This is inevitable.  It’s going to happen.  My message to the publishers: be the first to the top or risk getting left in the rubble.


8 Comments leave one →
  1. Saturday, December 19, 2009 10:54 am

    I remember many years ago, when Marvel ran an experiment and made semi-animated Flash editions of a lot of their Ultimate line, and put them out for free download. I think I read the first twenty-plus issues of Ultimate Spider-Man on my computer, along with a bunch of other titles. It was great, but they stopped doing it after a while.

    I agree with most everything here — except all the iTunes talk; it’d definitely help popularize the format (or whatever comic format they go with) quickly, but I wouldn’t want Apple setting the standard yet again. Even more so, though, I’d warn you against placing too much hope on owning the files. As transfer technology gets better and better, I think we may just be moving towards streaming for everything: music, movies, books, comics, TV.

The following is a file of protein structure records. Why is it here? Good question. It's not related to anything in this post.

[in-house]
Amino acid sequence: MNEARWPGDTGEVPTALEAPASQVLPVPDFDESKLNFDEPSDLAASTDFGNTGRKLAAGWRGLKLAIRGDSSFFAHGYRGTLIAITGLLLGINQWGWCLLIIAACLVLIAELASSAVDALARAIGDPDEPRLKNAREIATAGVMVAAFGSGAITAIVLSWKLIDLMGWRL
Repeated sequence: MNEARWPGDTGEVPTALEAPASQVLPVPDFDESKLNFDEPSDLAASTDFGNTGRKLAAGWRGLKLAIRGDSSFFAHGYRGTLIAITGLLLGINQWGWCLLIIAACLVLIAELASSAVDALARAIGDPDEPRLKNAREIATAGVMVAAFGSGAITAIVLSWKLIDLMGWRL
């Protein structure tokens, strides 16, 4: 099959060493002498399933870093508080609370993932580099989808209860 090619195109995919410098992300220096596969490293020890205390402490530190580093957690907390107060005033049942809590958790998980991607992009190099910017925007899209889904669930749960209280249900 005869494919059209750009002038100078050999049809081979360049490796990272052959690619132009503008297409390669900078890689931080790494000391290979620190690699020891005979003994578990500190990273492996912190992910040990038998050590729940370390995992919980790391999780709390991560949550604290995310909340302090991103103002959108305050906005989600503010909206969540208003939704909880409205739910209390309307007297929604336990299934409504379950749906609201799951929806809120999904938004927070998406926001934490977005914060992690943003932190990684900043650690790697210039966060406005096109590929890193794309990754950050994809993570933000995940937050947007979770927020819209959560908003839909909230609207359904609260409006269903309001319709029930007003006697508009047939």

These companies don’t want us to “own” their media products at all; they want to maintain as much control over them as possible, and streaming (or web-based viewing, like you say Marvel is doing), is the way they can maintain it. (And if Apple manages to popularize the Internet tablet, as you’re pumped about over on Death From Below, then why wouldn’t Marvel continue to offer only web-based book viewing?)

    • Sunday, December 20, 2009 6:49 am

      Because there are still those major drawbacks to streaming — the fact that it’s still not assured you’ll be able to get an internet connection everywhere, or that in some places (like airports, cafes etc.) you’d have to pay for it and I think many people — me obviously — don’t like that.

      Or even if you can get a connection, sometimes it’s shit. At my hotel in Tokyo, I couldn’t keep an MSN conversation going because the connection kept resetting about every ten minutes or so, presumably to prevent people from uploading and downloading things and hogging bandwith. If it’s a flash-based player, it might time out and screw up in this sort of situation.